Sylvia Kinard provides worthy opposition for Yvette Clarke
Despite incumbent Congresswoman Yvette Clarke coming from a politically connected Caribbean-American family in the largely Caribbean-American 9th Congressional District, her opponent for the June 26 Democratic Primary, Sylvia Kinard, is running a spirited campaign.
Kinard, the ex-wife of former City Comptroller and mayoral candidate Bill Thompson, is an accomplished woman in her own right as an attorney. She currently works at Medgar Evers College as the affirmative action and diversity officer.
Kinard also grew up in Flatbush and continues to live in Midwood – both in the heart of the district.
“There is absolutely no bad blood,” said Kinard, who once worked for Yvette Clarke’s mother, Una, when she was a City Councilwoman. “This is something I’m called to do. You can’t just sit back and complain. You have to be engaged and get involved. I want to help the president, move his economic agenda forward and I think we need aggressive and enlightened leadership to do that.”
While Kinard’s intentions appear honorable, almost all political pundits, including this one, feels she is facing an uphill battle. However, one source said Clarke does have some critics in the district, particularly amongst the Jewish community, who feel she is not staunch enough in her support of Israel.
One source said that City Councilman David Greenfield is among those who takes issue with Clarke’s stand on Israel. Greenfield could not be reached for comment at press time.
But Clarke spokesperson Scott Levinson called the rumor that the congresswoman is not pro-Israel enough nonsense.
“She (Clarke) has been to Israel several times and is a strong supporter of the state of Israel. To describe her as anything less than positive (towards Israel) is just not true,” said Levinson.
Jeffries works endorsements, as Barron works the streets, Assemblyman Hakeem Jeffries continues to pile up endorsements in his run to succeed retiring Congressman Ed Towns for the upcoming Democratic Primary in the 8th Congressional District.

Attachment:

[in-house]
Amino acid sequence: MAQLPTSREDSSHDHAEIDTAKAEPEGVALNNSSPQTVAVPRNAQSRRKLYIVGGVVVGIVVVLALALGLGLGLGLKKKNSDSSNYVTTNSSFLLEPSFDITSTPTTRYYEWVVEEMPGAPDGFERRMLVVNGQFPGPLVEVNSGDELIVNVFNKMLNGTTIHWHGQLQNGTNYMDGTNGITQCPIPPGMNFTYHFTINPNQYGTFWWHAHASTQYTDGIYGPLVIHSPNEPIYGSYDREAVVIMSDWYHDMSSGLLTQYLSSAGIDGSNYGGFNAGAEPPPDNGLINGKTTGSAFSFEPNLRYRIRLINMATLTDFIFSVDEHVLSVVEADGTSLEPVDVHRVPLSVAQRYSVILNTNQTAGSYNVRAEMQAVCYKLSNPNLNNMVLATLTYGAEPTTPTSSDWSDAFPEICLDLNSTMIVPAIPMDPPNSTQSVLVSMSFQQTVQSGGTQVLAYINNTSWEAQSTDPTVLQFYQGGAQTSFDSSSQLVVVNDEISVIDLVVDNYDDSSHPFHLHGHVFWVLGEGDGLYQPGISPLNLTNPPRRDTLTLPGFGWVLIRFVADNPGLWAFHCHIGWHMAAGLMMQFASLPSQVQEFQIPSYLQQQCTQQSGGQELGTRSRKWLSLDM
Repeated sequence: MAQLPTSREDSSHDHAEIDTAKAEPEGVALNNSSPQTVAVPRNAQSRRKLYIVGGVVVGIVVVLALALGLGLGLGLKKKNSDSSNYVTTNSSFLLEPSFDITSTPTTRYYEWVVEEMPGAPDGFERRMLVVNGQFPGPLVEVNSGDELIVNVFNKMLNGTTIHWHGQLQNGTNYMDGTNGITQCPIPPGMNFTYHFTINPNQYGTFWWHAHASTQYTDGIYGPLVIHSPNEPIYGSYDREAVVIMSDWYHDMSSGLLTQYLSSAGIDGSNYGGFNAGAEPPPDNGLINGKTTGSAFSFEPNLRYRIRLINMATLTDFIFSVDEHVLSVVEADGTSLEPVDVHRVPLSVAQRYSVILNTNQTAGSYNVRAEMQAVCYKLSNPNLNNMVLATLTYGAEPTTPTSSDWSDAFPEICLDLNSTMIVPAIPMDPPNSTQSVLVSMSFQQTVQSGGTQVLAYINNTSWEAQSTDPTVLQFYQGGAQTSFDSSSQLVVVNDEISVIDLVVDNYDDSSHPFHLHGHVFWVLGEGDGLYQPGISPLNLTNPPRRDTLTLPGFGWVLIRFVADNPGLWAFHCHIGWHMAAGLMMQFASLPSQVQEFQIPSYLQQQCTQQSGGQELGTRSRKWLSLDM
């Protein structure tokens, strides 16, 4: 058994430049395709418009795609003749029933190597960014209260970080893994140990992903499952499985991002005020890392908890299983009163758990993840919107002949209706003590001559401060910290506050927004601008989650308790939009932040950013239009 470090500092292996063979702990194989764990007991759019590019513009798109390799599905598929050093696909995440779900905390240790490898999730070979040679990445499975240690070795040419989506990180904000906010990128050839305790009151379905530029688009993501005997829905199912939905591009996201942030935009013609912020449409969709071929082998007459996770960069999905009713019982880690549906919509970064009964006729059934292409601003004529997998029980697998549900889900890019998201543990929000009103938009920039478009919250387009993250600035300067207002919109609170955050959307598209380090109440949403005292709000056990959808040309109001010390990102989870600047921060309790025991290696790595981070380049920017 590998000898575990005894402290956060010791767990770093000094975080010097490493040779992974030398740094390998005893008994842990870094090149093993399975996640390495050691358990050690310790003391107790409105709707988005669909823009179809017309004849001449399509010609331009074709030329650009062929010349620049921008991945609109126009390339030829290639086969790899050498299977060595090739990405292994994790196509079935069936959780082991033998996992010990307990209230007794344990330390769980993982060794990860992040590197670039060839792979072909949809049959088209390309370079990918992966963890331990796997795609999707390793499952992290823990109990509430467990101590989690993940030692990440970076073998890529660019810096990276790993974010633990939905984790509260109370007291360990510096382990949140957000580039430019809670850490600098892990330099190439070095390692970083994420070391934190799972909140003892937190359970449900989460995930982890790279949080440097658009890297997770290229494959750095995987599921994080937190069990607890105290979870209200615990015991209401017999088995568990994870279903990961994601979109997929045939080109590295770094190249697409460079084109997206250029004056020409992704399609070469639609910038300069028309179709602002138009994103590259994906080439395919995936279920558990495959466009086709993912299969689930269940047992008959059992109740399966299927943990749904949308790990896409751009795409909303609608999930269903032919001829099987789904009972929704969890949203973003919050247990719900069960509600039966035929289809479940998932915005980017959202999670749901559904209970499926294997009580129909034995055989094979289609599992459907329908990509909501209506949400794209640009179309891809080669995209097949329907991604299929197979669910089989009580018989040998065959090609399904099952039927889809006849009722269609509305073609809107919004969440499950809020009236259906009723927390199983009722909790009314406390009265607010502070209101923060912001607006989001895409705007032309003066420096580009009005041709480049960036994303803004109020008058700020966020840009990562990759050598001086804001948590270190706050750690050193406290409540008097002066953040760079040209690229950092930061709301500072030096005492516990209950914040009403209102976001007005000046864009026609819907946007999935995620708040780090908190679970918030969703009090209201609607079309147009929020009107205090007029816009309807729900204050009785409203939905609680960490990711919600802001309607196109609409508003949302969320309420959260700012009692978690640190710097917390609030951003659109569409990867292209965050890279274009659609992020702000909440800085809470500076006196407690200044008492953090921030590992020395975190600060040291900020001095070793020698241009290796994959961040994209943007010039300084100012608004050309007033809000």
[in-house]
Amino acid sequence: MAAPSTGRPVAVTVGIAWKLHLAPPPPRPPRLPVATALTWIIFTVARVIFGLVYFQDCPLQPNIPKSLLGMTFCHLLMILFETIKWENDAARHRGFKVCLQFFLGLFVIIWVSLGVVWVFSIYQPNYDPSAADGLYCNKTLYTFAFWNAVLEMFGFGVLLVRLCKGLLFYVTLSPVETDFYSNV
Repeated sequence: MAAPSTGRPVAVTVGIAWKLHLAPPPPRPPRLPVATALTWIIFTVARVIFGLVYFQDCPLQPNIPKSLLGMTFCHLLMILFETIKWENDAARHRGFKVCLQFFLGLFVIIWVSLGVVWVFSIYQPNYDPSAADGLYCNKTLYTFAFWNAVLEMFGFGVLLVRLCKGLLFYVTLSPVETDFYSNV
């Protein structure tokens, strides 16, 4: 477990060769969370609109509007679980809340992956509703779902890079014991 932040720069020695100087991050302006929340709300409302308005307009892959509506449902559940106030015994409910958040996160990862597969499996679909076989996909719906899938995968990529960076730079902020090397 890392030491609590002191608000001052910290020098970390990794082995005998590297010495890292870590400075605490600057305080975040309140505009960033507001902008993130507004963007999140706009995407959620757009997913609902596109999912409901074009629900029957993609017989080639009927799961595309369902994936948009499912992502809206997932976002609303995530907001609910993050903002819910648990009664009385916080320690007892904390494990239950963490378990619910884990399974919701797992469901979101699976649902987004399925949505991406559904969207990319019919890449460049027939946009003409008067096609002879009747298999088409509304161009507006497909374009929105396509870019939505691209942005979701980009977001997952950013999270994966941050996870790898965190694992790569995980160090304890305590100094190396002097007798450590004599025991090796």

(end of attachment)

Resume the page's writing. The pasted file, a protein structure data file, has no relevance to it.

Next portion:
In the last week, Jeffries was endorsed by the powerful 1199 health care union, along with several clergy leaders from within the district. Of these clergy endorsements, the most surprising came from Rev. Dr. Johnny Ray Youngblood, pastor of Mt. Pisgah Baptist Church in Bedford-Stuyvesant.
Youngblood, much like Jeffries opponent, City Councilman Charles Barron, is known to have a lot of street credibility, and Youngblood and Barron have sometimes worked together on issues pertaining to the unempowered community of color.
“I think they (Jeffries and Barron) are both good men,” said Youngblood. “I’ve watched Hakeem from the beginning and it just seems like he fits into the culture of Washington.”
At the clergy endorsement press conference Jeffries also continued to showcase his political shrewdness and high intelligence regarding legislative and governance matters. For example, when asked if he supported Sen. Velmanette Montgomery’s recent proposed legislation to take back mayoral control of education, Jeffries recalled he voted against reauthorizing mayoral control in Albany, but stopped short of backing Montgomery’s bill.
Instead, Jeffries said his strong inclination is to allow a second mayor to control education and see how they do before deciding if the city’s public education system should be reverted back to a more independent entity.
Barron, meanwhile, continues to pound the pavement and despite the differences in campaign finances and mainstream support, is certainly not being outworked by Jeffries.
“I just left Coney Island where I was very well-received,” said Barron. “The only endorsement that matters is on June 26 when the people come out and vote.”